The operation of the circuit 13 illustrated in FIG. 5 will now be further clarified by the following explanation with reference to FIGS. 6 and 7. Each of FIGS. 6 and 7 depicts waveforms of signals appearing in the circuit illustrated in FIG. 5. It should be recognized that, although n numbers of the reference pulse trains φ0, φ1, φ2 . . . φ(n-1) are depicted, only three reference pulse trains φ0, φ1 and φ2 are depicted for the purpose of facilitating understanding of the present invention. Taking for example a case where the desired produced timing pulses have the waveform indicated in row (a) of FIG. 6, the data selector 33 (FIG. 3) suitably selects one of the reference pulse trains φ0, φ0, φ1, φ2, φ0 . . . , sequentially, as indicated in row (e) of FIG. 6, every time the first control data D1 (FIG. 5) from the ROM 32 (FIG. 3) is updated. During the transient term till the time when the ROM 32 produces a final value of the data D1, the data D1 does not indicate the true value. If the data D1 is not the true value, the selecting operation in the data selector 33 (FIG. 5) cannot be achieved without error. Therefore, the gate 34 (FIG. 5) should always be closed during each of the transient terms. These terms are indicated by the symbol "t" in row (g) of FIG. 6. The length of each of these terms is constant. It should be noted that the term t is always included in each of the terms T0, T1, T2 . . . indicated in FIG. 4. During the term t, the gate 34 (FIG. 5) is closed (refer to row (h) of FIG. 6). The duration of the term in which the gate 34 is closed, is not only determined by the term t, but also another factor. The factor is as follows. Taking for example a case where the fifth pulse (refer to the symbol φ26 in row (a) of FIG. 6) is going to be produced, the data selector 33 quickly selects the reference pulse train φ2 when the fourth pulse (φ14) of the timing pulse S is produced. Therefore, any pulses other than the selected reference pulse train φ2, such as φ05, φ15, φ06, φ16, cannot be produced from the data selector. However, the pulse φ25 of the selected reference pulse train φ2 will be provided from the data selector 33, although the pulse φ25 is not a desired pulse for generating the timing pulse S. Accordingly, the gate 34 is also caused to be closed so as to stop the supply of the undesired pulse φ25 (the desired pulse is φ26). Thus, the gate 34 is closed not only during the term t, but also during the term between the occurrences of the pulses φ14 and φ25 (see row (h) of FIG. 6). It should be understood that the terms T0, T1, T2 . . . shown in row (h) of FIG. 4 are not exactly the same as the terms in which the gate 34 is closed. This is because the terms T0, T1, T2 . . . in FIG. 4 are depicted only for explaining the principle of the present invention. In row (f) of FIG. 6, the numerals 0, 1, 0 indicate the number of pulses to be omitted from the selected reference pulse train. Therefore, the number "1" in row (f) corresponds to the undesired pulse φ25. Thus, the first control data D1 stored in the ROM 32 indicates the number of the reference pulse train in accordance with the aforementioned curve 20 in FIG. 2, and the second control data D2 stored in the ROM 32, indicates the number of pulses to be omitted from the selected reference pulse train (see the numeral "1" in row (f) of FIG. 6).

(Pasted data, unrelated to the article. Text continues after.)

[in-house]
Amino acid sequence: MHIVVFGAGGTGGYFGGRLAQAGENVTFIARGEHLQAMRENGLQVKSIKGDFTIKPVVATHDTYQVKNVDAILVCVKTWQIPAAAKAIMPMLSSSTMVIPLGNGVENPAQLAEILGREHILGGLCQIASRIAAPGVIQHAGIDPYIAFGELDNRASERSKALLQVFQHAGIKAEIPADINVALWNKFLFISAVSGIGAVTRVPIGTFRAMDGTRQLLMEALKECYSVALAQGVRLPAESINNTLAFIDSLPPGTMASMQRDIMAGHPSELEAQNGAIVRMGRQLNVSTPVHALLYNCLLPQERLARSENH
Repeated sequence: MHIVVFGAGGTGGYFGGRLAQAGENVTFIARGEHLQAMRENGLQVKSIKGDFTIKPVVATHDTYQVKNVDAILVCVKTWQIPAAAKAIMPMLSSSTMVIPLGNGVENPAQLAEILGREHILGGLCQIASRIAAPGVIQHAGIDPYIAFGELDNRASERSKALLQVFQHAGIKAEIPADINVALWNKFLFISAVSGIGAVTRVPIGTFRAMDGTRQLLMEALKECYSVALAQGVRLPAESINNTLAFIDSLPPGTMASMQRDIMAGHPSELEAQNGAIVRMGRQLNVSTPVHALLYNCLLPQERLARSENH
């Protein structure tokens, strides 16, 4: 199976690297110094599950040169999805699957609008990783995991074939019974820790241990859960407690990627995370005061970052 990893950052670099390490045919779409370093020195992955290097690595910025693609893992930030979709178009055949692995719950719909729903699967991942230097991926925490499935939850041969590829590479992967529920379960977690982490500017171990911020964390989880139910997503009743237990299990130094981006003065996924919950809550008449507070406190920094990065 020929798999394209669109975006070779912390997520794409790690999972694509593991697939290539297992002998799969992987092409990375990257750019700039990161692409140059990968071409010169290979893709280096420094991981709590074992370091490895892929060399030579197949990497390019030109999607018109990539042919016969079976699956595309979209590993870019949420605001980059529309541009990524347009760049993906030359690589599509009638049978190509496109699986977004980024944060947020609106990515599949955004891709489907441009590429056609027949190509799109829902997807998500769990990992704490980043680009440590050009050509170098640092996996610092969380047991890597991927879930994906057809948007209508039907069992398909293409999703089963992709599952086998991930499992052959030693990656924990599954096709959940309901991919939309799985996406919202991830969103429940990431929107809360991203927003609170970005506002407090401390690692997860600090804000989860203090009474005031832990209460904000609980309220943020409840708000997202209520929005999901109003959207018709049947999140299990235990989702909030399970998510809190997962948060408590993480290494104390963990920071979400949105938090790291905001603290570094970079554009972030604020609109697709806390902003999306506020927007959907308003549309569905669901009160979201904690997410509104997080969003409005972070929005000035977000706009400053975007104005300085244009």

As seen in FIG. 5, the basic reference clock pulses from the oscillator 30 are asynchronous with the synchronizing pulse SYN. Therefore, the reference pulse train to be selected first when the synchronizing pulse SYN has been applied to the latch decoder 53 (FIG. 5) is not always the initial reference pulse train φ0, as seen in FIG. 6. Referring to FIG. 7, the reference pulse train to be selected first when the synchronizing pulse SYN (see row (a)) is neither the pulse train φ0 nor the pulse train φ1 (see rows (b) and (c)), but the pulse train φ2 (see row (d)). Therefore, in FIG. 7, although the first control data D1 of the ROM 32 specifies the reference pulse train φ0, the control data to be applied to the data selector 33 must select the reference pulse train φ2. In this case, the latch decoder 53 (FIG. 5) produces the number "2" (φ2) as the compensating data C1. The number "2" is added (modulus 3), by the modulus 3 adder 52, to the number "0" (φ0) specified by the first control data D1. Consequently, even though the data D1 specifies the reference pulse train φ0, the modified first control data D1' does not specify the reference pulse train φ0, but the reference pulse train φ2, which train φ2 occurs first after the appearance of the pulse SYN (refer to FIG. 7).